his astro-logical chart, shows exactly what he was programmed to do and why he was so single minded. apparently ,he was born during a thunderstorm near midnight 9th jul 1856 or just into 10th jul, I think it was about 11 45 pm.neptune in pisces m12th house, Jupiter in aries ,12 th house pluto in Taurus ist house ,Uranus (rules electricity) in the 1st house, very potent electrifying energies. chiron in the 10th house, relating to friends and electrical and career matters and being slightly wounded on that level ,but plutonic and chironic and neptunian planets ,show continuation of his insights and experiments, to be picked up on,in the future, they were not ready to receive or understand them, or him, at that time. all power to him!


Gring
Posted 06 May 2015 at 02:15 am

Most of my grownup life i have been wondering about my beard growth, from my teens and till i was around 26 years i had no beard or mustache growth at all, from 26-till 33 witch im now, ive had a small spot on both the sides of my chin under my mouth where it grows a little but at a very slow rate about 25mm in 3 months and its growing very thin.

I come from a vaerity of mixed genes From my fathers side Mostly Norwegian, Danish and Netherlands. and from my mothers side Native American, Irish, French, English and it may be even more becouse my grandma was adopted and we dont know her heritage, but she does look like she may be atleast half native American.

Ive been asking some of my family members for years about my beard stubble, and according to my Norwegian family it is very strange that i cannot grow a full beard or mustache, some times i wish i could just Teleport cus im scared of flying, to the US and get to know my Grandpa that lives there, asking him about his Native american father and family as i believe thats where i get my Hardly any hair in my face genes.

Enough about me and my thoughts, nice reading about the history of beards.


Susan H
Posted 05 May 2015 at 10:29 pm

I've wondered before how long consciousness could persist after beheading...it stands to reason that it might before all the blood leaks out. That said, too bad a good lip reader couldn't have been present to interpret the real last words. Better than blinking Morse code (if one has a cooperative victim). This could really jazz up all the executions on Game of Thrones.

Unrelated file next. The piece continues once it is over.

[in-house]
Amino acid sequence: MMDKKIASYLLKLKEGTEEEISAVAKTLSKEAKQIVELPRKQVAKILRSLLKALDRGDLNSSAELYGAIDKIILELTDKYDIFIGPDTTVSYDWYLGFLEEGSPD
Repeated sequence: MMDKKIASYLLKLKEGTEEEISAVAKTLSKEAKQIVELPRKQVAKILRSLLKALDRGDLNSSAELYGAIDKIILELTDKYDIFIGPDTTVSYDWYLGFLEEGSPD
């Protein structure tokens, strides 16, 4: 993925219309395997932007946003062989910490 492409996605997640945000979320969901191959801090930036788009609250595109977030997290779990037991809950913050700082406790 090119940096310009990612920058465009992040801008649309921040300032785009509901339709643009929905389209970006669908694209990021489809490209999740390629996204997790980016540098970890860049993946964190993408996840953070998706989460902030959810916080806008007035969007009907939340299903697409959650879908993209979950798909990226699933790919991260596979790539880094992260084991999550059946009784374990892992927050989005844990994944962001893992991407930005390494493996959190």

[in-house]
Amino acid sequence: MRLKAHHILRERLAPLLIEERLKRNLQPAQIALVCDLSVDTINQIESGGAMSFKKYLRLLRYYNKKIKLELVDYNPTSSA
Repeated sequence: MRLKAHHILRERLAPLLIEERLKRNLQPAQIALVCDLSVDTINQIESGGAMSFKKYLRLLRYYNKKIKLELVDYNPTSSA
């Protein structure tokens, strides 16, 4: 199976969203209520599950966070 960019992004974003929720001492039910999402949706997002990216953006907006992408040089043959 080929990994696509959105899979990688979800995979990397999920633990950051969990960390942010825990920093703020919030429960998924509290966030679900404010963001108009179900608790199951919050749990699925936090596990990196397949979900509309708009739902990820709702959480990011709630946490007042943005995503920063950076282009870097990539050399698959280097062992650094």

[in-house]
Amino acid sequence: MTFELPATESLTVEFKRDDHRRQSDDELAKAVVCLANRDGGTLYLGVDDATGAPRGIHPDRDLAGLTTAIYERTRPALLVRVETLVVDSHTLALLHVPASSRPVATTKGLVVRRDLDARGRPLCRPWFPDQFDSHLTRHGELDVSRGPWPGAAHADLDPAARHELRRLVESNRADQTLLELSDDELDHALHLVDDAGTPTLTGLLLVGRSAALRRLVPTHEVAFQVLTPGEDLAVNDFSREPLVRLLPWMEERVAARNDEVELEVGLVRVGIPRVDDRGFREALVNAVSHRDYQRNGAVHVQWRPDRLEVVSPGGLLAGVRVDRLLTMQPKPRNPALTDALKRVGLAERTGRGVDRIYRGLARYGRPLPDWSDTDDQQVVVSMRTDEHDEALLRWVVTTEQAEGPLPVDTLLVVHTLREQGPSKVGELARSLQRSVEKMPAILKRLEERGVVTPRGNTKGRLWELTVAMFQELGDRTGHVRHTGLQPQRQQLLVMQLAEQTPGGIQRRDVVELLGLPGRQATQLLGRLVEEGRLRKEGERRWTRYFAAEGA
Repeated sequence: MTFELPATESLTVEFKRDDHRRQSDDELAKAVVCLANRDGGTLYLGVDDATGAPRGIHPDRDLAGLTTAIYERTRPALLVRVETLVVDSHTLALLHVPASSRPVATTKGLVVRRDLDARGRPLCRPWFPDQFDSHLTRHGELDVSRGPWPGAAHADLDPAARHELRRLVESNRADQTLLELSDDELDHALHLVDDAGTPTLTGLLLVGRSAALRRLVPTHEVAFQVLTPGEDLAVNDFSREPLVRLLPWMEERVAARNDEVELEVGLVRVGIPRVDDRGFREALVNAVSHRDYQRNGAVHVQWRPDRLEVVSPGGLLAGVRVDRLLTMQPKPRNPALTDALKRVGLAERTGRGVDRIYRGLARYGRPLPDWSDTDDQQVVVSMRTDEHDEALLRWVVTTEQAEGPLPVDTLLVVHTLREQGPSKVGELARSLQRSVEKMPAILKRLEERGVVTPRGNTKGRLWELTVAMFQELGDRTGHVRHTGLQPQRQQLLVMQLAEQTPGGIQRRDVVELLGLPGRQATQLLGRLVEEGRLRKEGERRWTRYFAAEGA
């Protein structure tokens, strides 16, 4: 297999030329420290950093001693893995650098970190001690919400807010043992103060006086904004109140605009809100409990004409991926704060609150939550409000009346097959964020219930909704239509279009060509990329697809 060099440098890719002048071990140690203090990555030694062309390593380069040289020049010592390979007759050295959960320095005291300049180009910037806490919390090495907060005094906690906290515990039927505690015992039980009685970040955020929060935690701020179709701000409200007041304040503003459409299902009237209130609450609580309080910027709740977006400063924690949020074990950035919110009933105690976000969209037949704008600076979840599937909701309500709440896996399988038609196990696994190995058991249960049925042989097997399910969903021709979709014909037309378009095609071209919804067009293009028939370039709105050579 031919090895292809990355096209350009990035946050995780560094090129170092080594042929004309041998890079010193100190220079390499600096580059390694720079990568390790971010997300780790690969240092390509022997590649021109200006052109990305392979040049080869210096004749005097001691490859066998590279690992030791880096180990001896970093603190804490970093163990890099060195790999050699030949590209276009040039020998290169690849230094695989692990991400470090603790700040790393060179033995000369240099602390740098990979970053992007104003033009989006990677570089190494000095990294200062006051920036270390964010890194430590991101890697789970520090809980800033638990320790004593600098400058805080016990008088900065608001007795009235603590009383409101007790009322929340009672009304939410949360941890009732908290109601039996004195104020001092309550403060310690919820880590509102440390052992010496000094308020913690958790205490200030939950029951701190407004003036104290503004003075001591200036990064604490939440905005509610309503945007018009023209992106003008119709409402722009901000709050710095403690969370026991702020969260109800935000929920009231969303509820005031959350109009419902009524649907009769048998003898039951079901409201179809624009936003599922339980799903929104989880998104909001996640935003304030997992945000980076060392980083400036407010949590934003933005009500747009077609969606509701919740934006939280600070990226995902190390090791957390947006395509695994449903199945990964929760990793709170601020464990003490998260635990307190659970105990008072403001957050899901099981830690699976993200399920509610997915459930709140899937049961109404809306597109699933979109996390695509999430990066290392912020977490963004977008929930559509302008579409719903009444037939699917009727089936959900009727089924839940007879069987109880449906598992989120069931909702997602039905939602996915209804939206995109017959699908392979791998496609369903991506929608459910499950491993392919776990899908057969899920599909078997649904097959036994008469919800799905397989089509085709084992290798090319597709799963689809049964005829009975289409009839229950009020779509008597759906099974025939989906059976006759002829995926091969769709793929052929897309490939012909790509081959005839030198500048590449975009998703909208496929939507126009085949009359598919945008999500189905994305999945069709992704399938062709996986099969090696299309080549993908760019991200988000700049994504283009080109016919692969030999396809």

On a second line of comments about the death penalty-- I didn't used to oppose it--people who deliberately kill others would have to be insane to my way of thinking. But more recently, given the alarming number of death row inmates proven innocent by re-evaluating DNA evidence-- and the imbalance of the justice system to convict minorities far more than the ruling white class... I have a hard time supporting the death sentence unless the evidence is overwhelming. In the end, I would rather 100 guilty killers serve life sentences than 1 innocent person given a death sentence. We are supposed to be a fairly civilized society but our justice system isn't yet civilized.


Claudette Cohen
Posted 29 April 2015 at 06:11 pm

Over 70 words and names gleaned using a new transcription alphabet indicate constructions of an old Finno-Ugric origin with a substantial amount of Old Norse. In addition, there is a distinct Slavic influence. Some of the pages contain text suggestive of Karelian runic charm songs or Sami joiks in that they are highly alliterative and trochaic.

More here:
http://voynichbirths.blogspot.com/2014/12/follow-on-facebook-functiond-s-id-var.html

The pages depict female heliocentric star charts resembling Nordic brooches. They also depict kolovrats, octagrams, sauna/banya, torcs, a seidr staff, the sun cross symbol, intercalary year, red conical roofs, onion domes, plants from the northern hemisphere, a landscape resembling the Ruskeala marble caves, zaftig fair blond women, a Permic-like lizard of the underworld, the pike of Tuonela, and runic glyphs (comparable to those found in Icelandic magic books).

Some visual designs are reminiscent of a Sami shamanic drum, Karelian embroidery, and Vologda lace. The herbal powder receptacles are modified sewing necessaires in the tradition of north European treenware.

All of this points to core elements of north European culture that can be found in Scandinavian, Finno-Ugric, north Germanic, and to some extent Celtic traditions. These belief systems go back thousands of years.


Aaron
Posted 28 April 2015 at 07:29 am